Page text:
Good Wishes for Tomorrow

The lost son, Bane of the Father

There was a time in Aerin’s life when he didn’t hate his father. He grew up with stories of the mad magician who made life in Coral Heights almost enjoyable. There were adventures, there were fantastic miracles, and there was hope. And then it vanished, quite selfishly, into the blue. Aerin had fought long and hard with the question of why his father, Aephistos Featherwalk, had left him and his mother behind in the prison world. He had long since abandoned the childish belief that there was a good reason for it.

He sat on the steps in darkness, huddled against the wall as another frightful creature passed by. The strange winged sentry did not notice Aerin crouching in the dark stairway, and when it had passed out of earshot, Aerin climbed the stairs quietly. His father was here somewhere – and he would get his answers. The corridor at the top of the stairs was lit by an occasional torch, giving it a dungeon chic that Aerin thought was a little bit too exaggerated. The dim light did make it easy for the boy to slip from shadow to shadow.

At the end of the corridor there was a single door, which Aerin opened without much difficulty. The room inside was dark as well, and Aerin was beginning to wonder if he had arrived at night. Aerin could not make much of the room out in the darkness, though he could tell just by the smell of it that it was teeming with useless old items. He had heard his father had a knack for collecting them. As he moved forward, he tripped over some trinket or other, and attempted to make as little noise as possible as he caught himself on the wall.

Suddenly, the room lit up all at once, as if the sun had come out in a matter of moments. Aerin saw that his feet had been caught by a mannequin’s arm sticking out of a box of other plastic body parts.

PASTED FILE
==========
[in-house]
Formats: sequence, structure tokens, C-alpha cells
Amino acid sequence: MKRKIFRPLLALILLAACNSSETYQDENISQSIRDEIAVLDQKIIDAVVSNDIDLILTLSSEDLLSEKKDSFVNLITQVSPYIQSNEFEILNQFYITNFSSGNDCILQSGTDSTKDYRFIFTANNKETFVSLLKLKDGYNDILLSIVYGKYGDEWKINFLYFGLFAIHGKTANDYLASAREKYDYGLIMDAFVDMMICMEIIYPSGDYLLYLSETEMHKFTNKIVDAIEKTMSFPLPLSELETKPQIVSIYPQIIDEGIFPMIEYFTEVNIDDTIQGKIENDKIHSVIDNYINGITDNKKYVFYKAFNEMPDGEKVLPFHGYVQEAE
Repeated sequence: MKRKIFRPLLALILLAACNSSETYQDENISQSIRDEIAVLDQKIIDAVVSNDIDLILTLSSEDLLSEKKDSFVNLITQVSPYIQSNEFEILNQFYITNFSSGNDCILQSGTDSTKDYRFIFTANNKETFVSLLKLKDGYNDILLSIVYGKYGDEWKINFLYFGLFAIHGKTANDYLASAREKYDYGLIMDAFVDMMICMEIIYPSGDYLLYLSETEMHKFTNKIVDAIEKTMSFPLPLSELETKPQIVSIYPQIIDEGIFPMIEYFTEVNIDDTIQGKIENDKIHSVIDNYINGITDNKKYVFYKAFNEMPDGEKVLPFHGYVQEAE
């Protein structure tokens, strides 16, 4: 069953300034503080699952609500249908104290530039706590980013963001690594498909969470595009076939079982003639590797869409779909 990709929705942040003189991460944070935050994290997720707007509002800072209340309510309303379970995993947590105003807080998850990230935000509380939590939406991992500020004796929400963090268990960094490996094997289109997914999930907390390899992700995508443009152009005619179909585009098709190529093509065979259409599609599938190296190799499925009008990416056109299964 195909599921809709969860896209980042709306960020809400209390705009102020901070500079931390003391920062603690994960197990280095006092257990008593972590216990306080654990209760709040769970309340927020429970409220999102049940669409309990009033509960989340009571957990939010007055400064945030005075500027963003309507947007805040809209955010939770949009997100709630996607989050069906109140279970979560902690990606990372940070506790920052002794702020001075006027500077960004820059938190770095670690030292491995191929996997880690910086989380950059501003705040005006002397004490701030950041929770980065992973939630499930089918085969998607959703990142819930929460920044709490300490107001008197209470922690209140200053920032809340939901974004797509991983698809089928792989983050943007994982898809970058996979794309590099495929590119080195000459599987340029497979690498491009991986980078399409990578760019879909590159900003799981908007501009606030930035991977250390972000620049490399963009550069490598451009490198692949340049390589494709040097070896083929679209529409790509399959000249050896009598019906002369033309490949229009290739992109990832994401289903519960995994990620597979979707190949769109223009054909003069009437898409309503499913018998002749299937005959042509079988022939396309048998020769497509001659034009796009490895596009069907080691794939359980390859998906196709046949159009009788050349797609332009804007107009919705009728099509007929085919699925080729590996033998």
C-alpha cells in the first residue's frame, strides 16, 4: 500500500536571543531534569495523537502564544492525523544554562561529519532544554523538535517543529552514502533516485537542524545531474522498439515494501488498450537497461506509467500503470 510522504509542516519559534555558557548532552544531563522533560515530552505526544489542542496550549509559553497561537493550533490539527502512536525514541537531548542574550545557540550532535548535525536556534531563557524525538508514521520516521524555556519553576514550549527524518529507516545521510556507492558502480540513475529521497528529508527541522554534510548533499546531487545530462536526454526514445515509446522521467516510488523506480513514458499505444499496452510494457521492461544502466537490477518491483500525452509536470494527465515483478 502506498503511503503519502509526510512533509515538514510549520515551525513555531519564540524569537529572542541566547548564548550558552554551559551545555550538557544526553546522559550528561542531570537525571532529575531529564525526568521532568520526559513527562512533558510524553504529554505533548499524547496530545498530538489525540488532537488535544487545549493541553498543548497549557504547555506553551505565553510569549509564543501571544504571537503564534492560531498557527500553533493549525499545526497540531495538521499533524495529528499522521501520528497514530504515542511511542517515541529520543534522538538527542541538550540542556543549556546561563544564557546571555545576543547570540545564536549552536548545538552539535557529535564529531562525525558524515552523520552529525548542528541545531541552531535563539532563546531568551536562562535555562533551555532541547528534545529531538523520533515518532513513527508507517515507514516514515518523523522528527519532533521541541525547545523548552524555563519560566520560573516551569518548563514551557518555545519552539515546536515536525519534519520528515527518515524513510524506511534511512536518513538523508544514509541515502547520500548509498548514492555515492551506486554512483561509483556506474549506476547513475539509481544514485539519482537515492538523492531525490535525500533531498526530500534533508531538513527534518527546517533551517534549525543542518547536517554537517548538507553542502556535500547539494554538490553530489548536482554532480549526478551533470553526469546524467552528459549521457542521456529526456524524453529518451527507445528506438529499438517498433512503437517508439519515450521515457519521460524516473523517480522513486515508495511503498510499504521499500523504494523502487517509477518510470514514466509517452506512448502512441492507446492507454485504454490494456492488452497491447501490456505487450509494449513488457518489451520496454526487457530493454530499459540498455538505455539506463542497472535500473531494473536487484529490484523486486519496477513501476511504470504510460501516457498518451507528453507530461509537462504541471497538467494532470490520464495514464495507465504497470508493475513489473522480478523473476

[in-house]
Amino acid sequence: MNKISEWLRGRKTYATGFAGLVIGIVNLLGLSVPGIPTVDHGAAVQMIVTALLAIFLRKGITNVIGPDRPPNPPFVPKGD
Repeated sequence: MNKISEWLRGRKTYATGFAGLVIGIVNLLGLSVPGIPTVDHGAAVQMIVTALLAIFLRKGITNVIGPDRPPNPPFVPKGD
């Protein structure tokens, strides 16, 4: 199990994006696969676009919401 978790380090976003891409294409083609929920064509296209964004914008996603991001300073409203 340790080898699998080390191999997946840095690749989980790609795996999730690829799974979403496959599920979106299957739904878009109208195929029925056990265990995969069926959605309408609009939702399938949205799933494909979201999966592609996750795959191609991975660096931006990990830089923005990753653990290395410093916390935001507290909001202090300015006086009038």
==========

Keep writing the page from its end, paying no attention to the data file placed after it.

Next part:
Aerin looked up just in time to notice a giant curtain pulling itself back, revealing a face that he remembered strangely well. It was a portrait of his father. The Featherwalk played across his face, mocking Aerin’s fury. In a burst of inexplicable rage gripped him, and he grabbed the nearest vase, hefting it over his head and hurling it at the portrait. The vase shattered noisily against the canvas, tearing a small hole in the image, and the shards of porcelain clattered to the stone floor.

In the silence that followed, Aerin took a few short steps closer to the face of his father, and saw for the first time the dusty state of the room. A living soul had not been in these chambers for a very long time. Thinking his cause lost, he sunk down to the floor, deflated.

A voice echoed through the room to his ears, “You are not one who is known to me. And these halls are not friendly to wandering eyes.” The face the emerged from the darkness was of a middle-aged man with striking features and raven black hair. He was clad in resplendent white – what seemed to Aerin like ceremonial garb of some kind.

Aerin quickly wiped away the tears budding at the corners of his eyes, and faced the stranger. “My name is Aerin…and I would call this man father…if he had not abandoned my mother and I to an endless life in chains.”

The face that seemed somehow snakelike smiled pitying at Aerin, offering him a hand. “This man has been the cause of much suffering. Would you like to help me punish him?”

Aerin accepted the hand tentatively. He thought for a moment, standing and looking up at the portrait. There was a glimmer of something akin to hate in the eyes of this stranger, and Aerin found a sympathy in that anger. He turned back to the man before him after a thought, and nodded. “I will.”



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